Where Cezanne’s Vallier is the epitome of serene delicacy, Modigliani’s Portrait du sculpteur Oscar Miestchaninoff vibrates with concentrated energy and confidence. Although structured through linear rhythms, reminiscent of African art and of Modigliani’s work as a sculptor, Miestchaninoff is very much a real-life person with real-life traits running through the work. Head and neck are slightly tilted, the position of the hands reveals a shimmer of awkwardness, the striking rosy-red cheeks transform what could have been mask-like features into living flesh – here is a strikingly alive portrait of a sympathetic friend, a fellow émigré artist, and with every stroke of the brush, Modigliani expresses his desire to make life throb through the work.
Coolly sexy and stunningly beautiful, Andy Warhol’s Liz, is part of a series of portraits the artist executed in the 1960s when his near-obsession with the three legendary muses in his life – Elizabeth Taylor, Jackie Kennedy and Marilyn Monroe – drove him to create some of the most iconic portraits of the 20th century. He chose to portray his three semi-goddesses during times of utter distress and beyond but the Liz portraits take a different stance as they eventually came to portray her recovery after a near-lethal illness. In Warhol’s own words: “I started those a long time ago when she was so sick and everybody said she was going to die. Now I am doing them all over, putting bright colors on her lips and eyes.” And Liz is nothing if not alive, showing blood-red lips, a splashy turquoise background and the legendary fatally attractive violet eyes.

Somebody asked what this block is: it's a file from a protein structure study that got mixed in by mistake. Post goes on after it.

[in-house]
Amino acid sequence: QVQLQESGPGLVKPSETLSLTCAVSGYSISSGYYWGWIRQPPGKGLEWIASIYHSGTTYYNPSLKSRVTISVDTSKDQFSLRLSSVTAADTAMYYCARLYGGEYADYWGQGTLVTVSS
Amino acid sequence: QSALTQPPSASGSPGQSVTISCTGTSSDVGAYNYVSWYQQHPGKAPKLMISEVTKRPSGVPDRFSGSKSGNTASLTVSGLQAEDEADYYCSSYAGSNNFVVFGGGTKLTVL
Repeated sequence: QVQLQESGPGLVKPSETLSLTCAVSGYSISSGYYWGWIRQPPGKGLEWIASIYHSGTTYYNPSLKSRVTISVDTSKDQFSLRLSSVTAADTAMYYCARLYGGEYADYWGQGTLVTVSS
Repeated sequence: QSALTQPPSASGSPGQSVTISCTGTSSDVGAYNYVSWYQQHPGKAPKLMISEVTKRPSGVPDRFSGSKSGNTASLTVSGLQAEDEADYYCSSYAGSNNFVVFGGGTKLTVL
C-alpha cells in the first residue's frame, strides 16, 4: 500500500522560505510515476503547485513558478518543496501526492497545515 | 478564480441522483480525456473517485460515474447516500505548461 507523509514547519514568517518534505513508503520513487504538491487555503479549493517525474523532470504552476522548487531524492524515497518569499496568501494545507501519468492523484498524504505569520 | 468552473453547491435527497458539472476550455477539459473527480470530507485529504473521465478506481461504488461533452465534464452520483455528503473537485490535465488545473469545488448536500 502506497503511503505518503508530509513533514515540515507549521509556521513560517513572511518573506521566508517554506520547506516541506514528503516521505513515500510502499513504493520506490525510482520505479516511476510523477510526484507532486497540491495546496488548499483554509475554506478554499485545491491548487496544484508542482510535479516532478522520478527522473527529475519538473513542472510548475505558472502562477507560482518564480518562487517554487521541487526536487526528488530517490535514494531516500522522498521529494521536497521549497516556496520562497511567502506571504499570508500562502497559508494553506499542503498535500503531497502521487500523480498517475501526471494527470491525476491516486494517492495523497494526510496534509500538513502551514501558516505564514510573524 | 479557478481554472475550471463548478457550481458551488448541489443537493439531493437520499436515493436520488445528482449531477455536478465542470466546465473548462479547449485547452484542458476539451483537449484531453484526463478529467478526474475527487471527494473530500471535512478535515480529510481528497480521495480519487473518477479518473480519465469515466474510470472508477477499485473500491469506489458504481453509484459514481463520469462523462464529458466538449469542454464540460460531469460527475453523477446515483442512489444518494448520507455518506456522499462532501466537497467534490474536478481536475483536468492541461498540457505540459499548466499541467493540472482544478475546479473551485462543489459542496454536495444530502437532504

The iconic and very much public image of Liz is juxtaposed with Lucian Freud’s highly intimate Ib and her husband, a deadly honest and deeply intriguing portrait of Freud’s daughter Isobel and her partner. The scene shows Ib and her partner, huddled together on a brown rug in the artist’s studio and provides a close-up view which creates an extreme sense of intense proximity. Ib features in many of her father’s works and this painting offers another splendid example of the intricate and complex father-daughter relationship.
Famous for his family portraits, the Chinese artist Zhang Xiaogang will be represented with Bloodline Series: Mother with Three Sons (The Family Portrait), painted in 1993.
Tamayo’s Trovador, 1945, stems from a period in the artist’s career when he consolidated his pictorial style, masterly walking the fine line between arte puro and arte social-politico. Trovador, the wandering singer who beseeches his audience with plaintive eyes, strumming his guitar in an image that conveys the sturdy self-possession of the musician and his resilience against a world of suffering, could very well be the archetypal image of man facing the world, Everyman.
Sales and Dates: Impressionist and Modern Art Evening Sale, New York, November 6. Post-War and Contemporary Art Evening Sale, New York, November 13. Latin American Art, New York, November 19. Asian Contemporary Art, Hong Kong, November 25. Important Old Master and British Pictures, including Property from the Collection of Anton Philips, London, December 6.